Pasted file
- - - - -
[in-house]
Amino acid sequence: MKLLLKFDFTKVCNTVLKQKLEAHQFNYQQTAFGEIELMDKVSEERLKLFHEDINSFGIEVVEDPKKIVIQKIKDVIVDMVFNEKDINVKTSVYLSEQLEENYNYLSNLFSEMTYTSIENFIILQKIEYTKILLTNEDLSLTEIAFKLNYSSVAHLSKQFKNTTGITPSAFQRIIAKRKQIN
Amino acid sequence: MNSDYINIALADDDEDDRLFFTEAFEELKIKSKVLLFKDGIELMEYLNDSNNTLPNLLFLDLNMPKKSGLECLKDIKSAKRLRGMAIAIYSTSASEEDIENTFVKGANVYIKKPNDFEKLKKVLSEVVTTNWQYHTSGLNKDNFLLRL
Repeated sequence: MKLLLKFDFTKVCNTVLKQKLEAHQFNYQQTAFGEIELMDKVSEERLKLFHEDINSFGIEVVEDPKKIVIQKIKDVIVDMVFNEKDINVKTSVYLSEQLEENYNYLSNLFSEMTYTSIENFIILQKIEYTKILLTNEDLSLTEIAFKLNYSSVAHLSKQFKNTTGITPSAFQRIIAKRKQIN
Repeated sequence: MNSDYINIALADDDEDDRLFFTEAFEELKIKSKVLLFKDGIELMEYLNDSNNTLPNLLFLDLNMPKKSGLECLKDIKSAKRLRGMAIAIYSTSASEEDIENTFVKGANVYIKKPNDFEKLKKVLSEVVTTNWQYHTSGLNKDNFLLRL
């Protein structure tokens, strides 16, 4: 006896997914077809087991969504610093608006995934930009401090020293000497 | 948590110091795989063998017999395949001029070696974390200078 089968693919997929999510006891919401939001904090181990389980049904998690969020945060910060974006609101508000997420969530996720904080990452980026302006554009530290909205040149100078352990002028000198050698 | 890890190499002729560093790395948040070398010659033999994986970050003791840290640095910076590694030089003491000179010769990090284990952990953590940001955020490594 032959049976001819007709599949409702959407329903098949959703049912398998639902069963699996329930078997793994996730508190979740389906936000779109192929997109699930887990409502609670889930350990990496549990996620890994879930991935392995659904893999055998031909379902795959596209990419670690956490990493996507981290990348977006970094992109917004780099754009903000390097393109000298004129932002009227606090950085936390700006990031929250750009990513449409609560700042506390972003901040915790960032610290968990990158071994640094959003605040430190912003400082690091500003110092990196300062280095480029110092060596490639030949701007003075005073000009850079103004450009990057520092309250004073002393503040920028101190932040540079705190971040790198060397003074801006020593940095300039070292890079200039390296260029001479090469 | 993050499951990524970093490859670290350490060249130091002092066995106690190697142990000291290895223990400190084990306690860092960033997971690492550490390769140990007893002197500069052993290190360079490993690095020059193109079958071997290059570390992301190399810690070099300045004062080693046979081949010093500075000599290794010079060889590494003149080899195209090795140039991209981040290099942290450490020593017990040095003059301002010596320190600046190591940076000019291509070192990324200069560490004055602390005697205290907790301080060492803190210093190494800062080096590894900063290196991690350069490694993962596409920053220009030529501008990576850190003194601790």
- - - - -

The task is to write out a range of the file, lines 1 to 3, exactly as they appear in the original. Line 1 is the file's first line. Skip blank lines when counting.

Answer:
[in-house]
Amino acid sequence: MKLLLKFDFTKVCNTVLKQKLEAHQFNYQQTAFGEIELMDKVSEERLKLFHEDINSFGIEVVEDPKKIVIQKIKDVIVDMVFNEKDINVKTSVYLSEQLEENYNYLSNLFSEMTYTSIENFIILQKIEYTKILLTNEDLSLTEIAFKLNYSSVAHLSKQFKNTTGITPSAFQRIIAKRKQIN
Amino acid sequence: MNSDYINIALADDDEDDRLFFTEAFEELKIKSKVLLFKDGIELMEYLNDSNNTLPNLLFLDLNMPKKSGLECLKDIKSAKRLRGMAIAIYSTSASEEDIENTFVKGANVYIKKPNDFEKLKKVLSEVVTTNWQYHTSGLNKDNFLLRL